acropora

The 987.2 CS looks like my baby, it definitely falls better for my predicted tracking budget.

Cheers
Rob

Not quite true...I found a 2010 CS PDK for $39k with 33k miles. There's a 2009 CS PDK listed on Autotrader by me with 39k miles for $40k from a private party. I was coming from an RS that I tracked and wanted a good platform that I could turn into a full track car. After some research, a 987.2 CS was the best option. I wasn't about to pay a premium of ~$20k for a CR when I could take that $20k and do full brake upgrade, full suspension, full performance bolt-ons, tune, and 2 sets of track wheels with some spare change for some tires. I've been modding the car until I fully gut and cage it during the summer when I take a break from tracking.
DoubleApex

The more you guys give me examples of what you have been able to do to your cars within the price differential between the CS and the CR, the more confidence I am getting regarding the 987.2 CS route.

Many thanks for your input.

Cheers
Rob
 

·
Registered
Joined
·
124 Posts
Discussion Starter · #18 ·
Guys

My initial reflex is to opt for a manual gearbox, that's probably because I am used to them and enjoy the challenge of trying to improve upon my 'Heel & Toe'. Having never driven a car without a manual box I kind of feel that I am sticking to what I know, but perhaps I am missing out on the PDK, what do you think?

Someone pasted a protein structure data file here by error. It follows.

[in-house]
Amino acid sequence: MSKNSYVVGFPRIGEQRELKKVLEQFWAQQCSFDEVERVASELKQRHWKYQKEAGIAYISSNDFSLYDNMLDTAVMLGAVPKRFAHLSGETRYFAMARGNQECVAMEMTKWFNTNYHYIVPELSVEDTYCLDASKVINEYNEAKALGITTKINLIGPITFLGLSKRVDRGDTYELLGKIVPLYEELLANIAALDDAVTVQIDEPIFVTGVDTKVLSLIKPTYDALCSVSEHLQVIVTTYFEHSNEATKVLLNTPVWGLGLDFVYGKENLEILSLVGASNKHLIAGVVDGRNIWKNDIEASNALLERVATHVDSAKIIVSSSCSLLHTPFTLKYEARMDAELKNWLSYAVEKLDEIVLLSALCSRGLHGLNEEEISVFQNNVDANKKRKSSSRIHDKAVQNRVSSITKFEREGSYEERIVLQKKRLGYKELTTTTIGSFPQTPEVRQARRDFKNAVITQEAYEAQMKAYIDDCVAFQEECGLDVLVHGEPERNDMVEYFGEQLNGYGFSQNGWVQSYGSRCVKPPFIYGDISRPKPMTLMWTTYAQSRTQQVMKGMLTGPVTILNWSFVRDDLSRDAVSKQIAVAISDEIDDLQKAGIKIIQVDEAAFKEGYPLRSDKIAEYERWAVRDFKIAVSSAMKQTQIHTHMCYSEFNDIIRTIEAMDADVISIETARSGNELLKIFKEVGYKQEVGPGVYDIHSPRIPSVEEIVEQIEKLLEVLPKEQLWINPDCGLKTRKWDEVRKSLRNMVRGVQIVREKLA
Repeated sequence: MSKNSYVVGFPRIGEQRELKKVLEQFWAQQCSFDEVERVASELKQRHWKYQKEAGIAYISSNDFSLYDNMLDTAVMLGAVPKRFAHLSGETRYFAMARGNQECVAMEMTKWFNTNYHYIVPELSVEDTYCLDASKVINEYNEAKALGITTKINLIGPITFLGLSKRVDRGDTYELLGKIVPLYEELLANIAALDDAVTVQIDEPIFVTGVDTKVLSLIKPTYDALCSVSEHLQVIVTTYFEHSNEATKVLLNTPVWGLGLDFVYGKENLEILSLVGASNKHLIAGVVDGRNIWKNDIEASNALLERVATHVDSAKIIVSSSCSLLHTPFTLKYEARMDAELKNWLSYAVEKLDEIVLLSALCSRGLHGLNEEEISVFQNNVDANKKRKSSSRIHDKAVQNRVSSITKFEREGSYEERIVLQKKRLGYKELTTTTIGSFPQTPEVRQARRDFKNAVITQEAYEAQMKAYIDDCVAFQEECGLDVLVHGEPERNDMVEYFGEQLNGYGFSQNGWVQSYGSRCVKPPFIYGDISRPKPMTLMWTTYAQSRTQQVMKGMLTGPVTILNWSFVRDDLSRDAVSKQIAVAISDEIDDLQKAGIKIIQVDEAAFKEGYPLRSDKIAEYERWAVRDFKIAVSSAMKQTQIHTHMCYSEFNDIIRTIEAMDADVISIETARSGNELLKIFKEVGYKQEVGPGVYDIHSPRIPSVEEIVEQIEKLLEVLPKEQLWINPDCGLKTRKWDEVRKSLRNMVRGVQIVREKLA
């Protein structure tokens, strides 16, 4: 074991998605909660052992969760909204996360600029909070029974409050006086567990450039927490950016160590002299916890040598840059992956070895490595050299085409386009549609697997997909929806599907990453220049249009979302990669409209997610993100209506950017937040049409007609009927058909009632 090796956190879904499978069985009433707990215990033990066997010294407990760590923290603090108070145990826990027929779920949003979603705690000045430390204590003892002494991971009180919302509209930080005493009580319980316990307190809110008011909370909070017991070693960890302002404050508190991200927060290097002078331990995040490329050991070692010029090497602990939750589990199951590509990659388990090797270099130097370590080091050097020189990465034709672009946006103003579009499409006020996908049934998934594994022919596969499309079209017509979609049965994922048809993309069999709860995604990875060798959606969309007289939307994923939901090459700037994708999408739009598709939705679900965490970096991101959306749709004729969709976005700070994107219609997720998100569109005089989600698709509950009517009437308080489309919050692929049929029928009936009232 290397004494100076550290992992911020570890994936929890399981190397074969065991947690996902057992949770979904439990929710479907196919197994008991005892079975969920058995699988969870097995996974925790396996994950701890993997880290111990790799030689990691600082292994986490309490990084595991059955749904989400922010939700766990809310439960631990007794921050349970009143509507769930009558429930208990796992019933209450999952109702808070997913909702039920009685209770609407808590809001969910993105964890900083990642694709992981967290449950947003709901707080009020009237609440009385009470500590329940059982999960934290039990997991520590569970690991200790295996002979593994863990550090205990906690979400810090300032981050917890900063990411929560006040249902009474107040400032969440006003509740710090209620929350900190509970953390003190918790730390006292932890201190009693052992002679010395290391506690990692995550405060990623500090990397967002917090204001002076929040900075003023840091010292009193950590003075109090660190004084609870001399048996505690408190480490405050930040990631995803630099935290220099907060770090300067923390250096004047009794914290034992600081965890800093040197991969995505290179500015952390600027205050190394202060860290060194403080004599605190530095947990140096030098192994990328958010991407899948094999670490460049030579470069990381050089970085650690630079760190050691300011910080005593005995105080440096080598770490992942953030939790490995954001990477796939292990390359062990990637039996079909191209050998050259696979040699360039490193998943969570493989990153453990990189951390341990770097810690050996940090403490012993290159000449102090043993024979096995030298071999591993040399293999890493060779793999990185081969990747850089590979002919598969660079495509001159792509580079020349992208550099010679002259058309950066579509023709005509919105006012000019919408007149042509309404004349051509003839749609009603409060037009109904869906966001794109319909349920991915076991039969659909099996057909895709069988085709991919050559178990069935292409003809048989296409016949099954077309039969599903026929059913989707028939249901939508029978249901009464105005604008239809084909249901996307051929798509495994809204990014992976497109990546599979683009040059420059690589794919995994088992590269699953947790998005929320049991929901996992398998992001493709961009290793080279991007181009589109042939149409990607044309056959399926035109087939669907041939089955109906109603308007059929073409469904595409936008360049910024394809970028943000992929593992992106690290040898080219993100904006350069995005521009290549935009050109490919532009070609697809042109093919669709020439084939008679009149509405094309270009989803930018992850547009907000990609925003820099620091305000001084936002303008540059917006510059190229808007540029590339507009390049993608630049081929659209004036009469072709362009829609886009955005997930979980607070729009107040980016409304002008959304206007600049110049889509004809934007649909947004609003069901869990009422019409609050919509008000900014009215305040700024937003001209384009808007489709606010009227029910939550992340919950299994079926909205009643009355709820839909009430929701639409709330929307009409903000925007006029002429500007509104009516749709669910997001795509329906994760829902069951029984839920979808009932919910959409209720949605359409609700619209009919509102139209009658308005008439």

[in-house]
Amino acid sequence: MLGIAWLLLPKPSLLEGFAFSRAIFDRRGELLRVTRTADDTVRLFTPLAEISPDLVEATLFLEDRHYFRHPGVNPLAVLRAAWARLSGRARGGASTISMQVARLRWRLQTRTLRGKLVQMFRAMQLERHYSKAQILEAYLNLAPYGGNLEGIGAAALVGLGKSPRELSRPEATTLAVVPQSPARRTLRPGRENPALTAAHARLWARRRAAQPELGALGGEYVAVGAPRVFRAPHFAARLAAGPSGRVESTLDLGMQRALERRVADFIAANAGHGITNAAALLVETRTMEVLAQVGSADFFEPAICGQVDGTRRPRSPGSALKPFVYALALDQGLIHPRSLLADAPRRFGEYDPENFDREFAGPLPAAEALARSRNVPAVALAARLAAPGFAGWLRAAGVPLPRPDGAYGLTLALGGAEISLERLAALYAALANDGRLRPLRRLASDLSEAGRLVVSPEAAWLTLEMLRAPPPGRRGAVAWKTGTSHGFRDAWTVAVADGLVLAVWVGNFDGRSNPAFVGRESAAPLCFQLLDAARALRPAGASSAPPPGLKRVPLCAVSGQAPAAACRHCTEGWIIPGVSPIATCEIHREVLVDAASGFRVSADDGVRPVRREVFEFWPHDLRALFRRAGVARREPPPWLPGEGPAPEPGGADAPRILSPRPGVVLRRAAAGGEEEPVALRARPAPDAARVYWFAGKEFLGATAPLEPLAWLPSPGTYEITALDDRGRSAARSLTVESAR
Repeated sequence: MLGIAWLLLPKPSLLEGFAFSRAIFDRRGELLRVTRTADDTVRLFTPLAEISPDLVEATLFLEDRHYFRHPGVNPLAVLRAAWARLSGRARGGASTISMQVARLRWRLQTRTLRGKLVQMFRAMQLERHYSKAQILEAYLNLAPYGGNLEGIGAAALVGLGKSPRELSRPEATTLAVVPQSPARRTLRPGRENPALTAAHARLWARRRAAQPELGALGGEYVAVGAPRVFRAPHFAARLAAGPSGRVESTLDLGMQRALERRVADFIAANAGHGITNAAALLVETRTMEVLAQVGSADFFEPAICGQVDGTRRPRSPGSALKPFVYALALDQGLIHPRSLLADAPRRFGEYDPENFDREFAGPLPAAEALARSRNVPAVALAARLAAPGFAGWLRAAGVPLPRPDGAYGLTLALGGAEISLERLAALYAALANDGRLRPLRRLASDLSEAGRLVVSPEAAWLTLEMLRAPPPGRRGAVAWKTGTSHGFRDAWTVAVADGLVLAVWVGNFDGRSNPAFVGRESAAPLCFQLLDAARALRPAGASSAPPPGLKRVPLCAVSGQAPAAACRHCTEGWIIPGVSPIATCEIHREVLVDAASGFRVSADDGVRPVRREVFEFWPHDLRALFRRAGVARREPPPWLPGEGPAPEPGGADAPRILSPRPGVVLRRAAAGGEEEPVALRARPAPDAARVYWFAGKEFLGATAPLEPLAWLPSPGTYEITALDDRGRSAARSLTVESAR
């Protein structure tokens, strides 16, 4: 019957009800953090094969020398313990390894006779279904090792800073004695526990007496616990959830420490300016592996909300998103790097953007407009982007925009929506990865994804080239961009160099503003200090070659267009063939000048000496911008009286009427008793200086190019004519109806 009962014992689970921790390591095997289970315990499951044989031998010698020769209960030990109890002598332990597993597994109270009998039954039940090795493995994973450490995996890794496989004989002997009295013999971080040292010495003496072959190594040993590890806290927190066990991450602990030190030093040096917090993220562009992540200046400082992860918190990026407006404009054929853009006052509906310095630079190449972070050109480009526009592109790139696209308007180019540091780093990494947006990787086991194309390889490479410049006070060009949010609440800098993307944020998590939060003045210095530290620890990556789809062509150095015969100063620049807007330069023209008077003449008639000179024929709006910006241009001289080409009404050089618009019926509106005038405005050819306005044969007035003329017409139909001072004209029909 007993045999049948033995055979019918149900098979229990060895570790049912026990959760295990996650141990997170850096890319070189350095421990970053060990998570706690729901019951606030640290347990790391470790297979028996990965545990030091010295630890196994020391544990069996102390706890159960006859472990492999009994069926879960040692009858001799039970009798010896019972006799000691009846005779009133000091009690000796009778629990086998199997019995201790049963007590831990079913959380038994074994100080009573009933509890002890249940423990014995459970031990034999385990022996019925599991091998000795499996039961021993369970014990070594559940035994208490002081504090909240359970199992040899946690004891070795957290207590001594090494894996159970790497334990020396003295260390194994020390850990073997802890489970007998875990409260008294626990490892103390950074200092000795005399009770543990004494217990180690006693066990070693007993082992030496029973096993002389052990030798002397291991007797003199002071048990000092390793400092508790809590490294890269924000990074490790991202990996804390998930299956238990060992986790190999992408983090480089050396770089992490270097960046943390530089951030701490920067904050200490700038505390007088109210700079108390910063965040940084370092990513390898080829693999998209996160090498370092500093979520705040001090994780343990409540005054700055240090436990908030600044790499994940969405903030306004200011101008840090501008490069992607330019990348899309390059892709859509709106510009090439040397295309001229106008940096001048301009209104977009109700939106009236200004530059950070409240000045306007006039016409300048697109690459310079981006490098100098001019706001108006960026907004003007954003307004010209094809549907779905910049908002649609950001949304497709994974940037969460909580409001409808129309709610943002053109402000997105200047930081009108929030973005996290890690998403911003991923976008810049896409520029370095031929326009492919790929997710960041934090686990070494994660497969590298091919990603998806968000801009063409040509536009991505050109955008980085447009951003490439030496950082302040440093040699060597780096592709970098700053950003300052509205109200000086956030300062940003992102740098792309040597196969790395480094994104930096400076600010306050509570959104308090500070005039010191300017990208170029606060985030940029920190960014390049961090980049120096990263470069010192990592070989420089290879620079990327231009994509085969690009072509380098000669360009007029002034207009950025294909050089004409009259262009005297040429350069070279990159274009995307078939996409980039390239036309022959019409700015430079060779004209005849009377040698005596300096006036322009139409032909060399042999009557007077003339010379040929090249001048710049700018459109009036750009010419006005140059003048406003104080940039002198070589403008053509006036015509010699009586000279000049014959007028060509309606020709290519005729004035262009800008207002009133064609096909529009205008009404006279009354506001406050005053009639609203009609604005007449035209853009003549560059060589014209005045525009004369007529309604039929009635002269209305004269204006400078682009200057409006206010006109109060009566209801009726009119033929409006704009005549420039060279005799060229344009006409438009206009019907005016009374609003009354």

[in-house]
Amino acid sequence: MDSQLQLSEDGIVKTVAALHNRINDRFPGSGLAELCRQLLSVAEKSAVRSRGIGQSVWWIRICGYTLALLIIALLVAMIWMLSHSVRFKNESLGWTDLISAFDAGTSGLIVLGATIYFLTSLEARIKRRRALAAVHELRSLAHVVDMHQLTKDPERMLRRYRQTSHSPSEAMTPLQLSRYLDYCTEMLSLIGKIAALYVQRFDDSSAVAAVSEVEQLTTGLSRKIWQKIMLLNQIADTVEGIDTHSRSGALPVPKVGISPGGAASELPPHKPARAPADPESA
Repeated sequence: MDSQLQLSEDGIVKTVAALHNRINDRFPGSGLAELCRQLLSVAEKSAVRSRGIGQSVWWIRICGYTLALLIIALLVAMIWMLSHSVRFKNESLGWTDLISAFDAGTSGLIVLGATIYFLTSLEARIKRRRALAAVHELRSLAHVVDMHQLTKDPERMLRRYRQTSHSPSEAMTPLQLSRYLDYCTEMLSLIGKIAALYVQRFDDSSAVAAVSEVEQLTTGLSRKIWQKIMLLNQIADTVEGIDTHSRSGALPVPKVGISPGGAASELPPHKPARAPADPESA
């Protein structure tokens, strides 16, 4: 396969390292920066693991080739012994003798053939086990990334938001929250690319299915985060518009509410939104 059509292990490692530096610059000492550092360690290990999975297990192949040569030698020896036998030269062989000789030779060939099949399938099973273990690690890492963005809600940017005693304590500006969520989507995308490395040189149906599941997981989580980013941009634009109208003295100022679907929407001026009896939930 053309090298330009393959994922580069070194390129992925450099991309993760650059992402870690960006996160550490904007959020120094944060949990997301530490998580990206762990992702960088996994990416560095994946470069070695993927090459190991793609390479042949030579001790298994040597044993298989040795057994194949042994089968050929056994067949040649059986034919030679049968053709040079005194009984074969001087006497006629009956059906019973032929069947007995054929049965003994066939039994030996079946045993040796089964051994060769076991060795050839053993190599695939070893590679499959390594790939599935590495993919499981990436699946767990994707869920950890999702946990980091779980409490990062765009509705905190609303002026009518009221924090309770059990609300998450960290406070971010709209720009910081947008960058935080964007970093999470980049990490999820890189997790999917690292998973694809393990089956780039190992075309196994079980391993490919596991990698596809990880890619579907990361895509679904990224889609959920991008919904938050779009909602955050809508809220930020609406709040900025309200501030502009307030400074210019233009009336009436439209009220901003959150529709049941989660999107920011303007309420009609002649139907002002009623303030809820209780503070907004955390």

I'd really value your views on this one.

How are you finding the PDK is coping with extended track use, any issues, is this an option I should be more open minded to?

If I was to select a 987.2 CS with PDK, then I am assuming a sports chrono/plus option should also be present for the more track orientated gear change map, please advise.

I've decided which platform I am going to move forward with, my next step is to do more home work on which gearbox to use, your input is welcomed regardless of which gearbox you favour, I am just trying to weigh up the Pro's and Con's under track conditions.

Thanks again
Rob:cheers:
 

·
Registered
Joined
·
102 Posts
Guys

My initial reflex is to opt for a manual gearbox, that's probably because I am used to them and enjoy the challenge of trying to improve upon my 'Heel & Toe'. Having never driven a car without a manual box I kind of feel that I am sticking to what I know, but perhaps I am missing out on the PDK, what do you think?